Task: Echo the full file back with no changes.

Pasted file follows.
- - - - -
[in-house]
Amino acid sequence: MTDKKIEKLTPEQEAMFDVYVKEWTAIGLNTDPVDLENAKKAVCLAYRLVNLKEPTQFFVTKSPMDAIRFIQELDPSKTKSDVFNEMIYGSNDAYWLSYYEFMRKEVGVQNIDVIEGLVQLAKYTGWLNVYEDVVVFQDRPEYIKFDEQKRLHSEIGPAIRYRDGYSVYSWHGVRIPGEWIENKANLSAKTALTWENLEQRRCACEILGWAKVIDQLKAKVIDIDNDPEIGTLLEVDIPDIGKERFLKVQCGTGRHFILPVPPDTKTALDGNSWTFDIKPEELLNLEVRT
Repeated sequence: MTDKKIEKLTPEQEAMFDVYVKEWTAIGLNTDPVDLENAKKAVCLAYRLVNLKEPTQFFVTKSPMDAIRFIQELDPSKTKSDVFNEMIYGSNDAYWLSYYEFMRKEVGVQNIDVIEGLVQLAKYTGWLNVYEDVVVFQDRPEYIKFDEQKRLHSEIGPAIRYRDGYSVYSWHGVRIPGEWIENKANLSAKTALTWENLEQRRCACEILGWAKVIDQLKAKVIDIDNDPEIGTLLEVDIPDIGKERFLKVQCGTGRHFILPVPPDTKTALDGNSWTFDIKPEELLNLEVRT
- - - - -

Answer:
[in-house]
Amino acid sequence: MTDKKIEKLTPEQEAMFDVYVKEWTAIGLNTDPVDLENAKKAVCLAYRLVNLKEPTQFFVTKSPMDAIRFIQELDPSKTKSDVFNEMIYGSNDAYWLSYYEFMRKEVGVQNIDVIEGLVQLAKYTGWLNVYEDVVVFQDRPEYIKFDEQKRLHSEIGPAIRYRDGYSVYSWHGVRIPGEWIENKANLSAKTALTWENLEQRRCACEILGWAKVIDQLKAKVIDIDNDPEIGTLLEVDIPDIGKERFLKVQCGTGRHFILPVPPDTKTALDGNSWTFDIKPEELLNLEVRT
Repeated sequence: MTDKKIEKLTPEQEAMFDVYVKEWTAIGLNTDPVDLENAKKAVCLAYRLVNLKEPTQFFVTKSPMDAIRFIQELDPSKTKSDVFNEMIYGSNDAYWLSYYEFMRKEVGVQNIDVIEGLVQLAKYTGWLNVYEDVVVFQDRPEYIKFDEQKRLHSEIGPAIRYRDGYSVYSWHGVRIPGEWIENKANLSAKTALTWENLEQRRCACEILGWAKVIDQLKAKVIDIDNDPEIGTLLEVDIPDIGKERFLKVQCGTGRHFILPVPPDTKTALDGNSWTFDIKPEELLNLEVRT